"And His bounty" is what He gave you. For in clothes is a sign of general condition, self-worth, self-esteem and hygiene. And this means that those in need will know to go to him, but he must be careful with his intentions and avoid all forms of excess. "
With this, he also tells an interesting story about the famous scientist and successor to the companions of the Prophet (ﷺ), al-Hassan al-Bari, in a shirt worth 400 dirhams. One day he met Farkad Al-Shinji, a famous Sufist of that time, who caused a vivid dialogue. In the early days of Islam, Sufis wore coarse woolen clothes, and for this, some suggested that the word “Sufi” could come from the Arabic word for wool, Suf, Farcade reproachfully told al-Hassan: “O Abu Sa'id, how soft your clothes are!” Al-Hassan responded with this using lexical reduction the name of Farkad, "O Furayqid! The softness of my clothes does not distract me from God, and the rudeness of your clothes does not bring you closer to Him. ” Al-Hassan then went on to quote the Prophet’s statement: “God is beautiful and He loves beauty. “In another story, al-Hassan rebuked Farcade’s spiritual arrogance:“ They have piety in their clothes, but they have arrogance in their hearts. ” Regardless of whether it was the last or not, Farkad al-Xinyi later began to be considered a brutally perverted storyteller.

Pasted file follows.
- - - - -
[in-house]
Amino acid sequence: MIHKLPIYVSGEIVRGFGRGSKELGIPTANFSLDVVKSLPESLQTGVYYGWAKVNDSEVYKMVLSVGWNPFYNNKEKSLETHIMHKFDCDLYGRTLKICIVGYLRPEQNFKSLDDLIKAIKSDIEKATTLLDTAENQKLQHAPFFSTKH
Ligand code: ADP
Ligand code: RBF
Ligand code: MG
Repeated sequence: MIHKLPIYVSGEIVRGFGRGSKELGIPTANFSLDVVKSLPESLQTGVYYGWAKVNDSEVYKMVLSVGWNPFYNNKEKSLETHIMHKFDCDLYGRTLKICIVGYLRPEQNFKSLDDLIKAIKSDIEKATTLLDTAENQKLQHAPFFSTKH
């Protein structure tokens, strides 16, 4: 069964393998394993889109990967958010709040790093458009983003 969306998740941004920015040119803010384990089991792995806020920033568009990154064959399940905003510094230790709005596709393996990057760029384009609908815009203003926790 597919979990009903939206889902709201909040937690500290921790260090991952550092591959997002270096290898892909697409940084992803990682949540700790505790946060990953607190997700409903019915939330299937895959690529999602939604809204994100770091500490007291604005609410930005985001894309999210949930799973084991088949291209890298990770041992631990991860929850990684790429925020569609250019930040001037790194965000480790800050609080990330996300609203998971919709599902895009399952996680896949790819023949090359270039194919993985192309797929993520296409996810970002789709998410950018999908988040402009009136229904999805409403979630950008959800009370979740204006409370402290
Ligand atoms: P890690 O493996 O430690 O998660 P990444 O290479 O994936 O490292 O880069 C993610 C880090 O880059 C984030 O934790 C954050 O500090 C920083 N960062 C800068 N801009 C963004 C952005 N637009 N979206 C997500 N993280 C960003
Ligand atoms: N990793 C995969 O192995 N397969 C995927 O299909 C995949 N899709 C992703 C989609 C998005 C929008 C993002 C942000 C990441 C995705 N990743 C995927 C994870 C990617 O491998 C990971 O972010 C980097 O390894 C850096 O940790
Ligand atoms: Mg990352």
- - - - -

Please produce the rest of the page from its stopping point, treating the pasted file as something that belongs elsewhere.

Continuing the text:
Therefore, although we may feel that our theology is sounding and we are people of the true faith, there is something seriously wrong when Christians are in their beautiful clothes when they visit the church on Sunday, but we look as if we are doing missions when we go Friday prayers. This reflects our general attitude, which seems as clear as day, in how we present ourselves and how we allow ourselves to be perceived by others. As al-Hassan al-Bahri said, there are those who can dress simply, but their hearts are full of vanity. Do not be satisfied that you are the people of Truth if you do not even look at this role.
Cornell University psychologist who led the conference When to judge a book by its cover: timing, context, and individual differences in first impressions stated: “Despite the well-known idiom of“ not judging a book by its cover, ”the present study shows that such judgments about the cover are good proxies for judgments about the book — even after reading it. This study is especially focused on impressions that are made within a few seconds after someone sees someone, and the results are that any negative impression received in the first few seconds can outweigh any attempts to eliminate them later. through explanation or amiable behavior. Therefore, we can make every effort to convince our non-Muslim neighbors that we are good people, but if we don’t see, they will not believe. Fair or not, it is a simple science. Would it be easier for you to change the psychology of a person or just pay more attention to how you present yourself?
So while the Vikings raided our shores along the Caspian Sea, and Charlemagne expelled us from Western France and invaded Muslim Spain, they were so impressed with us that they actually wrote poetry about us. We need to ask ourselves a very serious question: the enemies are out of the way, unless we even leave such an impression on our non-Muslim friends? Let's answer this honestly in the silence of our conscience and, if necessary, make changes in our lives.